In deciding to go to war rather than withdraw from Vietnam, the Johnson administration had stepped onto a slippery slope where foreign policy crises meet domestic politics. At home just as in Vietnam, Johnson fought to control inflationary pressures. Now, those pressures mounted as the war in Southeast increased in scope and intensity. The soaring demands on the construction industry certainly meant rising profits, but it also threatened rising prices. Republicans in congress began to criticize Johnson’s handling of the Vietnam situation, warning his policies threatened to over-heat the domestic economy and drive prices up. Some also specifically criticized the way in which aid, both construction/military and economic, was being sent to Vietnam. In 1966, Illinois Representative Donald H. Rumsfeld went perhaps further than most when he charged the administration with letting contracts which “are illegal by statute.” He urged investigation into the relationship between the private consortium working in Vietnam and the Johnson administration, in particular the infamous “President’s Club,” to which Brown & Root, one of the principle Vietnam contractors, had given tens of thousands of dollars in campaign contributions. Rumsfeld argued on behalf of serious inquiry into the whole affair saying, “under one contract, between the U.S. Government and this combine, [RMK-BRJ] it is officially estimated that obligations will reach at least $900 million by November 1967…why this huge contract has not been and is not now being adequately audited is beyond me. The potential for waste and profiteering under such a contract is substantial.” (Cong. Rec., August 30, 1966) Rumsfeld’s alarm was echoed by others in the congress and in the press as well, although will little affect. All the while, the war in southern Vietnam continued to spiral out of control despite the dramatic increases in firepower and troops and military construction. The government’s contract with the Vietnam Builders ended only in 1972 shortly before the Nixon administration itself quit the commitment to the long failed project.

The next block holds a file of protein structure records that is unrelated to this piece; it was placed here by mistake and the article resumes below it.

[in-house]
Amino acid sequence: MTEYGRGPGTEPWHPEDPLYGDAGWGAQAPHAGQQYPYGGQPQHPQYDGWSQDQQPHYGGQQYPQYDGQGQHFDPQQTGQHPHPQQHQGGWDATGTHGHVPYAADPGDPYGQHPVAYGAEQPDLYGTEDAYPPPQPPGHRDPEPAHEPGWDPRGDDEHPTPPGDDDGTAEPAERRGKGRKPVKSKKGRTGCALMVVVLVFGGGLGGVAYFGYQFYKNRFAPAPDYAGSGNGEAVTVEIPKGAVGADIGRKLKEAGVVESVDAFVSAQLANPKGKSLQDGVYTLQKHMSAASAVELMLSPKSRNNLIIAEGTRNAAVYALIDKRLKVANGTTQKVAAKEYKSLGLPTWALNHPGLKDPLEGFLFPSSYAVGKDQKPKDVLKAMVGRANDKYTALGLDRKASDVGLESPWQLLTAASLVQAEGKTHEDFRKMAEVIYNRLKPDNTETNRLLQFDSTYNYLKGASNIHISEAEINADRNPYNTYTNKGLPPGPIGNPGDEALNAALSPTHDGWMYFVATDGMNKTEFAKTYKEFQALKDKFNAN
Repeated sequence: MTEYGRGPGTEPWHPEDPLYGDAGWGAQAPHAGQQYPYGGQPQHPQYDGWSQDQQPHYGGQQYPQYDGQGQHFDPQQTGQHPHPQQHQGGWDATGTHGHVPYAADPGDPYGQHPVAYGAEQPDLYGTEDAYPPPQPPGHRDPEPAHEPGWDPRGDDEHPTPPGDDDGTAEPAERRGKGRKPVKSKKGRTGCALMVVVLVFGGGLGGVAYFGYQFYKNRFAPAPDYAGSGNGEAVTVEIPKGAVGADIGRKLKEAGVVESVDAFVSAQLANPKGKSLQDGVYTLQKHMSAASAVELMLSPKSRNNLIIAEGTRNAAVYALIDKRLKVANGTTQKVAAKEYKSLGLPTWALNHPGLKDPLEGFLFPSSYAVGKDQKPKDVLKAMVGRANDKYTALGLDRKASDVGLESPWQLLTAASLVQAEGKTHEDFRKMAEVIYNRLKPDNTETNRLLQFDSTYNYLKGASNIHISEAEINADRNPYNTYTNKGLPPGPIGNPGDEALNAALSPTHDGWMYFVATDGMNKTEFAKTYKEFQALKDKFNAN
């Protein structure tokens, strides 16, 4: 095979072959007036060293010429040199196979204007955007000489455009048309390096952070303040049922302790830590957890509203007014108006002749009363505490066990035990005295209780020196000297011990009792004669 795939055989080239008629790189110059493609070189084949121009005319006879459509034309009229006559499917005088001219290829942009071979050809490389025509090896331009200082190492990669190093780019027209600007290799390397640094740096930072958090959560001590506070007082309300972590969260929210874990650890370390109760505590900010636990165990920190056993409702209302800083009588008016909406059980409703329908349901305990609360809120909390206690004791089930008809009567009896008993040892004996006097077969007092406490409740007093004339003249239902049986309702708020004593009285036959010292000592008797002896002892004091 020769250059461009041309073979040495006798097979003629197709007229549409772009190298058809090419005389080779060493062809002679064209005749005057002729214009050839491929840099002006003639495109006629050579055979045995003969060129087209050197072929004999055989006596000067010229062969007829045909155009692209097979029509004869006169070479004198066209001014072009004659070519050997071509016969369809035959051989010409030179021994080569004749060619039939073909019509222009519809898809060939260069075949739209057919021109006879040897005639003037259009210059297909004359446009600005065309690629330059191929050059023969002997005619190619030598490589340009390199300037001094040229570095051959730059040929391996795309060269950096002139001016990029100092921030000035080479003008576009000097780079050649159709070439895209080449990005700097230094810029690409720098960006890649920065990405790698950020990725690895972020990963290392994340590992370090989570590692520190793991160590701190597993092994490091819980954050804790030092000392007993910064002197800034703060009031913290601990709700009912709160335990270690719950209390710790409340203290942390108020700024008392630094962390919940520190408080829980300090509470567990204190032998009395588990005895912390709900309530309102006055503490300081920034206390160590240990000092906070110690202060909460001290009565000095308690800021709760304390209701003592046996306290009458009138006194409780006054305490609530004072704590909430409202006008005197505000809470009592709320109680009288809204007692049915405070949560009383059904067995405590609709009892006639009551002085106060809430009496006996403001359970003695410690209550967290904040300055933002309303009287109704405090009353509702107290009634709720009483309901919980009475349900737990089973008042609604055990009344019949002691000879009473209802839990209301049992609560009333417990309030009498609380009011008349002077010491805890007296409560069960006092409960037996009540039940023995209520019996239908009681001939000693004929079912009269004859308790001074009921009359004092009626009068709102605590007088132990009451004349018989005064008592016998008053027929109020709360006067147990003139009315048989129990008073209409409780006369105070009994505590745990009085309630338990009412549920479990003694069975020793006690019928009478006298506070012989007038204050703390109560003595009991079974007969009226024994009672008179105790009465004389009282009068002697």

In Vietnam, this process took years to unfold. In Iraq, the time table seems dramatically sped up. Following the rapid invasion and removal of Saddam Hussein, U.S. forces quickly occupied key areas of Iraq. Officials and “embedded” reporters gleefully trumpeted American successes after meeting what was described as only token opposition. Postwar planners and experts had been quickly flown into neighboring countries to await a modicum of safety before entering Baghdad to begin their work in stabilizing and rebuilding a ravaged country.
Twelve years of ruinous sanctions had reduced Iraq to a traditional state in terms of its agricultural, communications, transportation, public health and educational infrastructure. Years of neglect as a desperate regime clung to power and funneled its limited resources toward maintaining itself and away from maintenance of the nation also contributed to the erosion and decay of a modern state. (Iraq Under Siege, ch. 2) This otherwise nightmare situation for the people of Iraq actually aided the American military by reducing all kinds of unseemly obstacles to invasion, conquest and occupation that was to follow.
Within weeks, the federal government began its bread line for business by handing out sweet deals to American corporations to “rebuild” Iraq’s infrastructure. And, just as in Vietnam, those with the best relationship to government officials quickly found themselves on an inside track with greater access to the enormous sums of money pouring into Iraq. Vice President Dick Cheney’s own Halliburton began riding this “gravy train” even before the invasion was over, building tent cities just outside of Iraq. Once the President declared an end to combat, the big money quickly began to flow.